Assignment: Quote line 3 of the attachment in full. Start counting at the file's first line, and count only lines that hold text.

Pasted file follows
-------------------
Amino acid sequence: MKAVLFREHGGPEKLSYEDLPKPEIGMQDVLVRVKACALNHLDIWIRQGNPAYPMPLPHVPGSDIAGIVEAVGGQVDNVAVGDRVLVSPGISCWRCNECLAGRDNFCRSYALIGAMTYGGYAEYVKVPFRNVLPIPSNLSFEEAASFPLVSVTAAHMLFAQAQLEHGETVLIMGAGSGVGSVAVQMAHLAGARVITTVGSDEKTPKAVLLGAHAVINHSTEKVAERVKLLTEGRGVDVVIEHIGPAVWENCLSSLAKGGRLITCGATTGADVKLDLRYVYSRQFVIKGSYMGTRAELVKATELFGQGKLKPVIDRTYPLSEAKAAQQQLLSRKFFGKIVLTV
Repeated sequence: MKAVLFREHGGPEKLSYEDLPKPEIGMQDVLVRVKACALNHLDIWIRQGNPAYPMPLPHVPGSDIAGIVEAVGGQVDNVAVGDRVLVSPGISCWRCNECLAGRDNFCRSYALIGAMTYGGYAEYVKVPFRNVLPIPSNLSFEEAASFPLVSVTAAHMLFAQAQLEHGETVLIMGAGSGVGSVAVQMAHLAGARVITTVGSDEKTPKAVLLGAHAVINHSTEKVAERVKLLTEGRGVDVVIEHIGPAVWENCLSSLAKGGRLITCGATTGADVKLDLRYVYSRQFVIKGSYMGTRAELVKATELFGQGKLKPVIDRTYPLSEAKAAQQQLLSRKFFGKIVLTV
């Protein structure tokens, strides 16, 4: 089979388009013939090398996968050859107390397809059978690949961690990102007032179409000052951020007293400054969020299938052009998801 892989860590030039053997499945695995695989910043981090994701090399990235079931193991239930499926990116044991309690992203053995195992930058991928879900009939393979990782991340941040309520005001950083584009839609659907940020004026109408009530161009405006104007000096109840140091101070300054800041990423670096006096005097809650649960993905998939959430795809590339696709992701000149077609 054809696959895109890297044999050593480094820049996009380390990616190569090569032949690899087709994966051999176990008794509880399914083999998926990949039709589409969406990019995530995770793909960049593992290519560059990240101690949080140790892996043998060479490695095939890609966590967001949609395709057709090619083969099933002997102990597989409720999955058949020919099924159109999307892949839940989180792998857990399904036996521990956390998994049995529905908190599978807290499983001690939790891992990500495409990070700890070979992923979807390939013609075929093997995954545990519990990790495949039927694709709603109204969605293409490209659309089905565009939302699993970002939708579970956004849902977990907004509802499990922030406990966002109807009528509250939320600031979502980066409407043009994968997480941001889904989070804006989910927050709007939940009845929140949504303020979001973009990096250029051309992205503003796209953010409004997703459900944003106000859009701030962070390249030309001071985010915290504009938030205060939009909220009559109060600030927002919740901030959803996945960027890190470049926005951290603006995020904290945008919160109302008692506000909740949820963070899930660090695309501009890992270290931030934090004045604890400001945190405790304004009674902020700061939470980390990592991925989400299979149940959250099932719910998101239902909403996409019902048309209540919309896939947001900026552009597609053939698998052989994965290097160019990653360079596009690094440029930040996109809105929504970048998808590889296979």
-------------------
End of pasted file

């Protein structure tokens, strides 16, 4: 089979388009013939090398996968050859107390397809059978690949961690990102007032179409000052951020007293400054969020299938052009998801 892989860590030039053997499945695995695989910043981090994701090399990235079931193991239930499926990116044991309690992203053995195992930058991928879900009939393979990782991340941040309520005001950083584009839609659907940020004026109408009530161009405006104007000096109840140091101070300054800041990423670096006096005097809650649960993905998939959430795809590339696709992701000149077609 054809696959895109890297044999050593480094820049996009380390990616190569090569032949690899087709994966051999176990008794509880399914083999998926990949039709589409969406990019995530995770793909960049593992290519560059990240101690949080140790892996043998060479490695095939890609966590967001949609395709057709090619083969099933002997102990597989409720999955058949020919099924159109999307892949839940989180792998857990399904036996521990956390998994049995529905908190599978807290499983001690939790891992990500495409990070700890070979992923979807390939013609075929093997995954545990519990990790495949039927694709709603109204969605293409490209659309089905565009939302699993970002939708579970956004849902977990907004509802499990922030406990966002109807009528509250939320600031979502980066409407043009994968997480941001889904989070804006989910927050709007939940009845929140949504303020979001973009990096250029051309992205503003796209953010409004997703459900944003106000859009701030962070390249030309001071985010915290504009938030205060939009909220009559109060600030927002919740901030959803996945960027890190470049926005951290603006995020904290945008919160109302008692506000909740949820963070899930660090695309501009890992270290931030934090004045604890400001945190405790304004009674902020700061939470980390990592991925989400299979149940959250099932719910998101239902909403996409019902048309209540919309896939947001900026552009597609053939698998052989994965290097160019990653360079596009690094440029930040996109809105929504970048998808590889296979």